After a pedal-to-the-metal, hundred and fifty mile sprint to Barstow, Jack ended up spending the weekend cooling his heels at the Ruffalo & Ruffalo Funeral Home, hoping against hope that Vonda Mae would fly in for the funeral and he could “accidentally” run into her.
Since graduation, his hairline had crept considerably northward, while his waist began to expand a bit from East to West.
No matter, because Jack just knew that once his Vonda Mae got a look at the bright red, almost brand new Corvette he had recently picked up for a song at a repo auction, there was no way she wasn’t going to be impressed with the success he was becoming.
Unfortunately, Vonda Mae never got to see the gradually expanding Jack Thibideau, his hot almost new Corvette, or her late Aunt Eula Belle.
She was stuck at a gray and faceless Hilton Hotel just outside some city on the Baltic Sea, snowed in by a winter storm that had all of northern Europe paralyzed.
Fortunately, she had several quarts of vodka and aquavit to keep her warm.
As well as her plane’s pilot, co-pilot and flight engineer.
Vonda Mae might have been crazy about high school football players, but she had even less control when it came to airline flight officers. Just the sight of a man swaggering across her airline’s terminal in a powder blue, short sleeve dress shirt with striped epaulettes was enough to dramatically raise the humidity under certain parts of her 18-hour girdle.
OK, even Jack had to admit it had been a long shot.
But hell, there were bound to be other opportunities to run into his Vonda Mae in the future. And by then, who knew how big a success he might be?
All it would take would be cutting a few corners here and maybe taking a little risk there.
On the drive back from Barstow, he made a hundred-mile detour into Bakersfield, where he called on one of his old high school football teammates, who was now the assistant used car sales manager at a local Chevy dealership, and sold him a term life policy worth half a million dollars.
At least, it would have been if Jack had sent the man’s premium check to the home office, instead of depositing it into his own checking account.
* * *
Vonda took a deep breath and knocked softly on the door, which drew an unintelligible murmur from inside.
She knocked a second time, a little bit more insistently.
“Goddammit, it’s open!” She almost jumped as the venom in Jack’s voice accosted her through the door.
She eased the door open enough to poke her head inside the room. Even though there were no lights on in his office, she could see by the glow from his computer monitor that Jack had an almost empty bottle of Safeway’s best generic bourbon sitting on the desk.
Which was not a good sign.
Not entirely unexpected, but not an especially good omen, nonetheless.
Then she caught a glimpse of the website Jack had surfed to. A woman who looked like an extra from the movie “Deliverance” was trying to do to a horse what Vonda, in her younger and wilder stewardess days, was famous for performing on numerous pilots at thirty-five thousand feet.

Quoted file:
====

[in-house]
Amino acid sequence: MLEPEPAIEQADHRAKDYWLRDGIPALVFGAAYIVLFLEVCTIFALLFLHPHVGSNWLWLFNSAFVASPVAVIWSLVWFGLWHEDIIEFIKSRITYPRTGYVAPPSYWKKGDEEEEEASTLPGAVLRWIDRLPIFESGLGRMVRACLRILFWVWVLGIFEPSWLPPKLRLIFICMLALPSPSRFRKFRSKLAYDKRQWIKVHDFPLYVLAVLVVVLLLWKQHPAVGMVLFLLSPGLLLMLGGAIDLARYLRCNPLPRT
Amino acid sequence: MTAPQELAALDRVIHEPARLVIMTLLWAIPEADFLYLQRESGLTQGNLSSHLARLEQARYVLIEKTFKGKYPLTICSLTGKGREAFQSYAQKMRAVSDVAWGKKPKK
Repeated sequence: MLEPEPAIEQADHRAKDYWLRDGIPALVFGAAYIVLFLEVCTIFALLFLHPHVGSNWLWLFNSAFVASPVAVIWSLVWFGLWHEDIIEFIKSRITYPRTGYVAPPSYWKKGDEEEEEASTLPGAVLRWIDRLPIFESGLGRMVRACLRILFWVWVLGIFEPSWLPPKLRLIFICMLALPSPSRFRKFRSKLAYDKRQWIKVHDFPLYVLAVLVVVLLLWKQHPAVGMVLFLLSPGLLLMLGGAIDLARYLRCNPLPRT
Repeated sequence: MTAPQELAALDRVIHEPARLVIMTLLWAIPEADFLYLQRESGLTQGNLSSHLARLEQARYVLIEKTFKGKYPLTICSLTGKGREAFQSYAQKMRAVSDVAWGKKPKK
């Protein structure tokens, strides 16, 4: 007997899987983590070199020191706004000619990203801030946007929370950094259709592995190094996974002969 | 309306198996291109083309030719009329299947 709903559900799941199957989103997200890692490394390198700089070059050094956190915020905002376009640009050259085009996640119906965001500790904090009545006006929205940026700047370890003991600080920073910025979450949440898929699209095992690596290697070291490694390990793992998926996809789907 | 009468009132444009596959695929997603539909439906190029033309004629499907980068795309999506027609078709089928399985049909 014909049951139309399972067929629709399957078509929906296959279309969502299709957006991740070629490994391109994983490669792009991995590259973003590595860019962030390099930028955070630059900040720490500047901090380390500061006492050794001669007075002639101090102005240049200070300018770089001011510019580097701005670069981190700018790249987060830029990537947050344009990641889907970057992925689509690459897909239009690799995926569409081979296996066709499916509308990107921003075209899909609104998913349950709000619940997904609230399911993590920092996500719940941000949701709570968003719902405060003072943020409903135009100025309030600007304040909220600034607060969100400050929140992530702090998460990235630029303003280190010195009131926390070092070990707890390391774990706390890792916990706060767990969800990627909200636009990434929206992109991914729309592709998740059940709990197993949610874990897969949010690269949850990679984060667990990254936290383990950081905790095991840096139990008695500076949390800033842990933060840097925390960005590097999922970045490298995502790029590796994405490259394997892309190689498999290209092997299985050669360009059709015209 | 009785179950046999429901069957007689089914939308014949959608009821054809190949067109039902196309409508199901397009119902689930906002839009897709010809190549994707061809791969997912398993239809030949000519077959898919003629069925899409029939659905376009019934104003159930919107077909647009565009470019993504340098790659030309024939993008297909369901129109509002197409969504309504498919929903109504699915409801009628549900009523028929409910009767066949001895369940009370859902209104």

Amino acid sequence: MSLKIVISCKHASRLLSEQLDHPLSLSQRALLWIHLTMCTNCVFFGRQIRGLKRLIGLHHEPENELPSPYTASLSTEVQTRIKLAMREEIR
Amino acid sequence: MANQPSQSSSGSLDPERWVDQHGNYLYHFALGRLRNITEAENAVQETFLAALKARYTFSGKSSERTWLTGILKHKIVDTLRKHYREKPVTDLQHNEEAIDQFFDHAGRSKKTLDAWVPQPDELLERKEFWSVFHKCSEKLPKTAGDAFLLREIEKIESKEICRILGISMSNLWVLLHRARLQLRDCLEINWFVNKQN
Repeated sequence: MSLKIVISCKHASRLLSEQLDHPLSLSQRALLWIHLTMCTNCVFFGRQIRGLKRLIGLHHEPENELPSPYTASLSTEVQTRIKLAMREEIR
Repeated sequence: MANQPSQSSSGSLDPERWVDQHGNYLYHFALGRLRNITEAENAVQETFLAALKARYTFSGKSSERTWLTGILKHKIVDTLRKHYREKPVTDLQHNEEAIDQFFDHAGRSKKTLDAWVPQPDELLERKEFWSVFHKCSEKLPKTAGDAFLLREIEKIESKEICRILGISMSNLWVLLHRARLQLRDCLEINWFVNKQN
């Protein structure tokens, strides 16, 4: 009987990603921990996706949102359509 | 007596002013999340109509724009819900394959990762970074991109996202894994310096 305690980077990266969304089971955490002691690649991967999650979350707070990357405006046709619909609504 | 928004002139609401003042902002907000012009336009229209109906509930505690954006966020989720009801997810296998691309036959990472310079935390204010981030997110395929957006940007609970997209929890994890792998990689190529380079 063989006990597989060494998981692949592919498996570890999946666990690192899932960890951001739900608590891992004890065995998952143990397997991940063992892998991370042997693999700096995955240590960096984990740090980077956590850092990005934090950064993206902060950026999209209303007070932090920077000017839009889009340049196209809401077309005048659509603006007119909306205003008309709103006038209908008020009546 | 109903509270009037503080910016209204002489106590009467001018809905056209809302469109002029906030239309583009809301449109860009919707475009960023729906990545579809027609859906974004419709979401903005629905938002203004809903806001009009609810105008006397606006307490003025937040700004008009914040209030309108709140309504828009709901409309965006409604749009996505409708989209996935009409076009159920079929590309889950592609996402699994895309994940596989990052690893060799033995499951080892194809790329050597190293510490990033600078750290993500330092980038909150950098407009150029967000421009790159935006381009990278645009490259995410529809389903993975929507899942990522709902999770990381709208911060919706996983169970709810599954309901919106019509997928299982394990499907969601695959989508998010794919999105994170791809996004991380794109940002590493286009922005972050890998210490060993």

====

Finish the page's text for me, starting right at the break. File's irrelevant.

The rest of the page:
“What the hell do you want?”
“Kay and Louise just stopped in, and I thought it would be nice if you’d come out and say hello.”
“Those two fat freakin’ dykes?!”
Jack’s shouted answer startled and embarrassed the hell out of her; she was sure her friends could hear him all the way out in the kitchen.
He took a long pull on his bottle of cheap bourbon. Then he continued on, at an even higher volume level.
“No, I don’t want to hang out with your two stupid-ass friends! Hell, I’d rather have my guts ripped out with a goddam dull teaspoon!”
Jack took another drink from the bottle. He was getting wound up for a virtuoso performance.
“Strike that, Vonda,” he yelled. “Tell you what, why don’t you just take a freakin’ hammer and cave the side of my skull in? I might enjoy that a little more!”
Maybe it was all the Chardonnay she had just downed at La Petite Auberge.
Or the almost twenty years of his skulking off to his home office, rather than spending any time with her at all.
Or the frustration of spending a couple of decades shackled to an impotent, alcoholic scam artist, who had to compensate for his inability to get it up by lashing out, ridiculing and belittling her, while he supported the two of them by defrauding his oldest friends.
Or the knowledge that Jack cared more for those goddam dying, shitting dogs than he did for her.
Whatever it was, at that moment something in Vonda just snapped.
As Jack turned his attention back to his monitor screen, she smiled.
And without even thinking, she walked over to the bookshelf and picked up a large, heavy football trophy engraved “DIVISION CHAMPIONS – VENTURA HIGH SCHOOL – 1979”, which Jack purchased at a pawnshop in Oxnard several years ago.
“Whatever you say, dear.” She answered in a calm, demure and almost affectionate voice.
Then she brought the trophy down on the back of Jack’s skull with all her might.
Three or four more times.
Jack’s head slumped forward toward his chest, his now lifeless and still-open eyes taking one last unseeing gander at the extreme animal husbandry playing on his computer screen.
Vonda was finally and irreversibly free.
Her companion and jailer for the past two decades was dead, still sitting perched in front of his computer while some of his brains dripped down the back of his neck and onto his shoulders.
There were millions of directions her mind could have raced off to at that moment. But instead of dwelling on her twenty years of bottled up anger, her new-found freedom or even the enormity of what she had just done, Vonda simply stared off into space, while the TV station in her head kept rerunning a scene of dozens of happy Munchkins, all dancing and singing, “Ding Dong, the Witch is Dead”.
Kay and Louise suddenly appeared on the doorway.
“You all right, Vonda?” Kay asked.
“Yeah, you need any help with this two-bit—“
Then Kay reached into the room and flicked on the lights.
“Oh my Lord, Vonda!” she gasped. “What have you done?!”